San Diego council votes to reduce property owners' permit fees & process time for fixing damaged sidewalks

Jake

Well-known member
Oct 30, 2023
347
96
If you are a property owner in San Diego and have a sidewalk attached to your business, you may be responsible for any repairs that need to be done according to San Diego law. But a new plan has been voted on by the San Diego City Council to help make the process easier and even outright waive the permit fees and expedite the process for sidewalk repairs through June 2026.

Property owners will now have an easier time dealing with damaged sidewalks. In the past, property owners had to submit a repair plan for reviews from city officials. Now all they really need to do is hire a contractor, and simply provide before-and-after photos of what repairs have been done.

It'll help a lot of businesses out, as the city itself has allocated $300,000 just to cover the full cost of repairs in more lower-income areas. This should help reduce the city's legal costs and improve upon public safety on all walkways.

For more on this news, you can read the full article here - La Jolla Light
 
Location
San Diego, California, United States
It's crazy to me that the law requires business owners to make repairs to sidewalks near their location. I don't really agree on that, as I always assumed sidewalks were under the town or state jurisdiction to handle if they are in need or repair. But it's good to hear that they are making it easier for people to handle on their own, and the process doesn't sound like you have to go through hurdles to get it done.
 
This is a sad state of affairs. The city is reducing the fees to have the business owners repair the city sidewalks in front of their businesses, that the city is saying is dangerous, that are in the public right of way and legally belong to the city.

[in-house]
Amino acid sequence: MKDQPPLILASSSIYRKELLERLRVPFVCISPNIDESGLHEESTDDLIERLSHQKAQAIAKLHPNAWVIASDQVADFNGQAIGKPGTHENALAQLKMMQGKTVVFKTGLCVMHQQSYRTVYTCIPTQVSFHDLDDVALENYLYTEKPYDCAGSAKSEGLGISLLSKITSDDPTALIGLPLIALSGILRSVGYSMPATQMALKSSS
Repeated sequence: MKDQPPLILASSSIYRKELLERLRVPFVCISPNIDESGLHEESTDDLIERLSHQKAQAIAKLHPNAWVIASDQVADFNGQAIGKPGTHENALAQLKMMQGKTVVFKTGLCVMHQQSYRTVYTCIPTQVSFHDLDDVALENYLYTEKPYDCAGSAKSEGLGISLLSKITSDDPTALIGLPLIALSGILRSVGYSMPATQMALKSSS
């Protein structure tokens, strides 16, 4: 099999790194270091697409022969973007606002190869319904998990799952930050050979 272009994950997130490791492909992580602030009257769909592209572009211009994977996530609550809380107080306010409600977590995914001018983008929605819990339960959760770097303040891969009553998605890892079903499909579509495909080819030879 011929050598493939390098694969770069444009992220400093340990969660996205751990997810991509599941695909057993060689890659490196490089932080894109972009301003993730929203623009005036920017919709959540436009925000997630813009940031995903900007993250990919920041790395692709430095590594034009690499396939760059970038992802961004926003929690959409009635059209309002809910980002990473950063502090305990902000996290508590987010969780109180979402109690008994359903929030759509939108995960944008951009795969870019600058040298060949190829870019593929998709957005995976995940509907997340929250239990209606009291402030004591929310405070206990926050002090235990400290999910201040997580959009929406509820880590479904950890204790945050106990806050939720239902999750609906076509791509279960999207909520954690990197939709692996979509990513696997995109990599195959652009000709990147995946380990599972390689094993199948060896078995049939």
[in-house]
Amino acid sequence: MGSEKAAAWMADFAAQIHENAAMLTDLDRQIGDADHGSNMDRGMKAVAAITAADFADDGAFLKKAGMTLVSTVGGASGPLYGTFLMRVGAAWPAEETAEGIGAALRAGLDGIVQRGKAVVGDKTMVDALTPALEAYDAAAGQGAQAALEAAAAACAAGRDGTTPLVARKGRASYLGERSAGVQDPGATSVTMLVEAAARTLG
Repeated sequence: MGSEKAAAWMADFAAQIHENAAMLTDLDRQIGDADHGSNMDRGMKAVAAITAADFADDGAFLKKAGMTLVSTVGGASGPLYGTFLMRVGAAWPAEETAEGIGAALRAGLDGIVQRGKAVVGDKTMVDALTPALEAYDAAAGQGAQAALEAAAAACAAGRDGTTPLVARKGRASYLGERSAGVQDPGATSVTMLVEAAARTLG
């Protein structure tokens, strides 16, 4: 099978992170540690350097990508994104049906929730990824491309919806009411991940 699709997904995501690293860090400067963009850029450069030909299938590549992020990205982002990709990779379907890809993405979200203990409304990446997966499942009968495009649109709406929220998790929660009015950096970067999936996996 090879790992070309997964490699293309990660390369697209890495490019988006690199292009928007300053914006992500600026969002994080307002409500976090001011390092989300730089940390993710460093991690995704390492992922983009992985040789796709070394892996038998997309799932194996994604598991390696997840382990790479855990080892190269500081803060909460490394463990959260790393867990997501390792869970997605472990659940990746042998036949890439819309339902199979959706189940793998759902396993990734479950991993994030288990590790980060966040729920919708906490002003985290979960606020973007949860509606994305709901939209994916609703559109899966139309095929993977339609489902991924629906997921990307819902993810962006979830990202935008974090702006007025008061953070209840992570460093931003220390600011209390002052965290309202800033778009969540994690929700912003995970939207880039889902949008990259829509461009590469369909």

In normal states, the developer is on the hook for 2 years for public infrastructure for warranty purposes and after that it belongs to the city and the city is responsible for the repairs.
 
In normal states, the developer is on the hook for 2 years for public infrastructure for warranty purposes and after that it belongs to the city and the city is responsible for the repairs.

This is a California thing. Under CA's Streets and Highways Code section 5610, adjacent property owners are obligated to maintain sidewalks "in such condition that the sidewalk will not endanger persons or property . . . [or] interfere with the public convenience," regardless of the cause of the damage. In practice, different cities have different policies and cities will sometimes assume responsibility for repair costs, e.g., when the damage is due to tree roots from city trees.
 
This decision to simplify and expedite sidewalk repairs for property owners is a positive development that eases the burden on businesses and promotes public safety. The plan to waive permit fees and streamline the repair process until June 2026 signifies a proactive approach to address the responsibility property owners bear for sidewalk maintenance.
The shift from a detailed review process to a more straightforward system is a pragmatic move.
 
Back
Top